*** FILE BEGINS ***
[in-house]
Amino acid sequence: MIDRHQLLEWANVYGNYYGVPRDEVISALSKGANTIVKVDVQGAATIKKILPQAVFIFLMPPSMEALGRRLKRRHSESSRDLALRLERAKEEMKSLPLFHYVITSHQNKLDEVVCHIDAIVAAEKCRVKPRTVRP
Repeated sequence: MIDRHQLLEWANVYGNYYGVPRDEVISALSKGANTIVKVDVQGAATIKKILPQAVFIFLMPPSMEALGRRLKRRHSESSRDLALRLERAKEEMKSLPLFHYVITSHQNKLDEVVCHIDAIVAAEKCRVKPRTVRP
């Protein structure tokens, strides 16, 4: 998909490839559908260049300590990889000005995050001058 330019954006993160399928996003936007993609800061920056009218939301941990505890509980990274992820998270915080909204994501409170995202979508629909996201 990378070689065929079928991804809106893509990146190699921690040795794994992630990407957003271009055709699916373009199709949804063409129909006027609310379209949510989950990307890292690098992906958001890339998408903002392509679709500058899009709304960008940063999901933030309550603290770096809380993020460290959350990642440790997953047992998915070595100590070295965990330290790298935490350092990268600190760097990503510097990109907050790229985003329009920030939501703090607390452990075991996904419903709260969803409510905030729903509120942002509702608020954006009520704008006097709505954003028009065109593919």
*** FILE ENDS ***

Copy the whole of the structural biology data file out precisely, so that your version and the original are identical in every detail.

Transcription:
[in-house]
Amino acid sequence: MIDRHQLLEWANVYGNYYGVPRDEVISALSKGANTIVKVDVQGAATIKKILPQAVFIFLMPPSMEALGRRLKRRHSESSRDLALRLERAKEEMKSLPLFHYVITSHQNKLDEVVCHIDAIVAAEKCRVKPRTVRP
Repeated sequence: MIDRHQLLEWANVYGNYYGVPRDEVISALSKGANTIVKVDVQGAATIKKILPQAVFIFLMPPSMEALGRRLKRRHSESSRDLALRLERAKEEMKSLPLFHYVITSHQNKLDEVVCHIDAIVAAEKCRVKPRTVRP
């Protein structure tokens, strides 16, 4: 998909490839559908260049300590990889000005995050001058 330019954006993160399928996003936007993609800061920056009218939301941990505890509980990274992820998270915080909204994501409170995202979508629909996201 990378070689065929079928991804809106893509990146190699921690040795794994992630990407957003271009055709699916373009199709949804063409129909006027609310379209949510989950990307890292690098992906958001890339998408903002392509679709500058899009709304960008940063999901933030309550603290770096809380993020460290959350990642440790997953047992998915070595100590070295965990330290790298935490350092990268600190760097990503510097990109907050790229985003329009920030939501703090607390452990075991996904419903709260969803409510905030729903509120942002509702608020954006009520704008006097709505954003028009065109593919």